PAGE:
A Third of Americans Now Say They Are in the Lower Classes
The percentage of Americans who say they are in the lower-middle or lower class has risen from a quarter of the adult population to about a third in the past four years, according to a national survey of 2,508 adults by the Pew Research Center. Not only has the lower class grown, but its demographic […]
Public Says a Secure Job Is the Ticket to the Middle Class
Americans believe that having a secure job is by far the most important requirement for being in the middle class, easily trumping homeownership and a college education, according to a new nationwide Pew Research Center survey of 2,508 adults. Nearly nine-in-ten adults (86%) say a person needs a secure job to be considered part of […]
Young, Underemployed and Optimistic
Young adults hit hard by the recession. A plurality of the public believes young adults, rather than middle-aged or older adults, are having the toughest time in today’s economy.
Is College Worth It?
College costs are rising, student debt is mounting, and most Americans say college fails to deliver good value for the money. Meantime, only 19% of college presidents say the U.S. system is the best in the world. However, more than eight-in-ten college graduates say college was a good investment for them personally.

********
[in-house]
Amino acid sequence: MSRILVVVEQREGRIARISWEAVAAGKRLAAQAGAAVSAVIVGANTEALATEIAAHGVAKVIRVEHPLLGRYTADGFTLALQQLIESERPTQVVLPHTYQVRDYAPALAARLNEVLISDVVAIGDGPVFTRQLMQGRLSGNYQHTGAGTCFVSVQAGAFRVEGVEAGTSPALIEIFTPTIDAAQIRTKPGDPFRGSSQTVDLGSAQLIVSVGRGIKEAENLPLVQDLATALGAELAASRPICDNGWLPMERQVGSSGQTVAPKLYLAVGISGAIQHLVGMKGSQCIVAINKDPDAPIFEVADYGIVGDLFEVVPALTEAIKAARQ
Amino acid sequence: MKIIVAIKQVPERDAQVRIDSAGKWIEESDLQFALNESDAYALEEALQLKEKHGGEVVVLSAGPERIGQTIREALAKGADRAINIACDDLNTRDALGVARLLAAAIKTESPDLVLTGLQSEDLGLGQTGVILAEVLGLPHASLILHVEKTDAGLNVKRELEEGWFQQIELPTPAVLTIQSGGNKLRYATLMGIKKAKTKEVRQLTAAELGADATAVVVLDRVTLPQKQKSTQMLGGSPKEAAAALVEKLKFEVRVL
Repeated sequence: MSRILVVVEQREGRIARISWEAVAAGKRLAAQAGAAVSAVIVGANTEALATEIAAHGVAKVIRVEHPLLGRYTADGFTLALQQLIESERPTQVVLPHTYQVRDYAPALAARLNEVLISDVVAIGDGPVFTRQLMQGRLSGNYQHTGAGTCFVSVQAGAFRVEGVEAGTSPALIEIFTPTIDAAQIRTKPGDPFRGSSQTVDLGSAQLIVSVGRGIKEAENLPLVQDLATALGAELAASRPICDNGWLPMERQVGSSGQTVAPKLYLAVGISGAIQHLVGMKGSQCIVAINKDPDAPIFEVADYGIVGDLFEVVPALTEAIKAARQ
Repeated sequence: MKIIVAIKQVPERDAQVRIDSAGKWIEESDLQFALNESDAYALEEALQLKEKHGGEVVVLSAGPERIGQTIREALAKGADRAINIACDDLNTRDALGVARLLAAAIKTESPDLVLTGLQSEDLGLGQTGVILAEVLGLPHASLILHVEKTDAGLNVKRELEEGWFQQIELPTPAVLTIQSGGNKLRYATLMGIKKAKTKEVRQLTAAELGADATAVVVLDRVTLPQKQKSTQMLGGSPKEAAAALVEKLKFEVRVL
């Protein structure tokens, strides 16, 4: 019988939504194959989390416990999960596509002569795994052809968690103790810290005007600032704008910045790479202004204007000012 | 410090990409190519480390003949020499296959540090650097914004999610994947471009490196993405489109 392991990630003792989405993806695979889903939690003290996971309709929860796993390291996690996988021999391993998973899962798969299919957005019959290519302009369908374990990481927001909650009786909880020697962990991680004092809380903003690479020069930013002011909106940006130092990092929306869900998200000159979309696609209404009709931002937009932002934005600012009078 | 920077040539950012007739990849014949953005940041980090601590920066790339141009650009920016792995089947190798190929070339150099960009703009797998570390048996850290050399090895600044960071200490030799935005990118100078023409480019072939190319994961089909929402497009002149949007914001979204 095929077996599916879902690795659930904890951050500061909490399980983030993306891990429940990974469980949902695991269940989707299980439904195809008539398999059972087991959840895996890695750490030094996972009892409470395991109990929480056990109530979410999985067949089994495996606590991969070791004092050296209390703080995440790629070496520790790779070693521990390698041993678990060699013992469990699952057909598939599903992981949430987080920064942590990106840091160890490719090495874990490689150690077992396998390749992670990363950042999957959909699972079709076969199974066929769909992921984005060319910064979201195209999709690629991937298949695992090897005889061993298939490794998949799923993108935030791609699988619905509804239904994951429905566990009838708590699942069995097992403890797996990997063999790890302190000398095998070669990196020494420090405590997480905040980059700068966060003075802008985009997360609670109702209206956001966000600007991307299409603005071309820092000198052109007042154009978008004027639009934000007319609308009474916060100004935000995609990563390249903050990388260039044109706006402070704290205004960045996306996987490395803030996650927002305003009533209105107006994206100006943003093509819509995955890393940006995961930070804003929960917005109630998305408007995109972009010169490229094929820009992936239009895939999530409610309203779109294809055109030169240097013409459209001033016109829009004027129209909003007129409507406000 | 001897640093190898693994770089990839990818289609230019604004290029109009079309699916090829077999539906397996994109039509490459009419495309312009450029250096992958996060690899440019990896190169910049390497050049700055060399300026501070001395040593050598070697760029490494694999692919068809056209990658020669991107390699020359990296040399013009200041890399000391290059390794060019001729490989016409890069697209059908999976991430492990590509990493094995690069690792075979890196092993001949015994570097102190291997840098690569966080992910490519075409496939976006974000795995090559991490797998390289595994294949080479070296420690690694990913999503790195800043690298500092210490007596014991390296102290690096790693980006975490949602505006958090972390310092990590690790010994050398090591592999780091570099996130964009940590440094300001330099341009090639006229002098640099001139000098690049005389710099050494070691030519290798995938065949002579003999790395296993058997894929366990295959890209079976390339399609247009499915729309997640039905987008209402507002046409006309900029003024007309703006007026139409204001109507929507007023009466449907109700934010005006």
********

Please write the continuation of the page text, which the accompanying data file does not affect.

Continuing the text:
Most ’Re-employed’ Workers Say They’re Overqualified for Their New Job
Workers who suffered a spell of unemployment during Great Recession are, on average, less satisfied with their new jobs than workers who didn’t. They are more likely to consider themselves over-qualified for their current position.
Lost Income, Lost Friends – and Loss of Self-respect
Long-term unemployment takes a much deeper toll than short-term unemployment on a person’s finances, emotional well-being and career prospects.
Take this Job and Love It
Self-employed adults are significantly more satisfied with their jobs than other workers. They’re also more likely to work because they want to and not because they need a paycheck.
Recession Turns a Graying Office Grayer
The American work force is graying — and not just because the American population itself is graying. Older adults are staying in the labor force longer, and younger adults are staying out of it longer.
Before the Great Recession, a Phantom Recovery
The eight-year period from 1999 through 2007 is the longest in modern U.S. economic history in which inflation-adjusted median household income failed to surpass an earlier peak.
Inside the Middle Class: Bad Times Hit the Good Life
Americans feel stuck in their tracks. A majority of survey respondents say that in the past five years, they either haven’t moved forward in life or have fallen backward.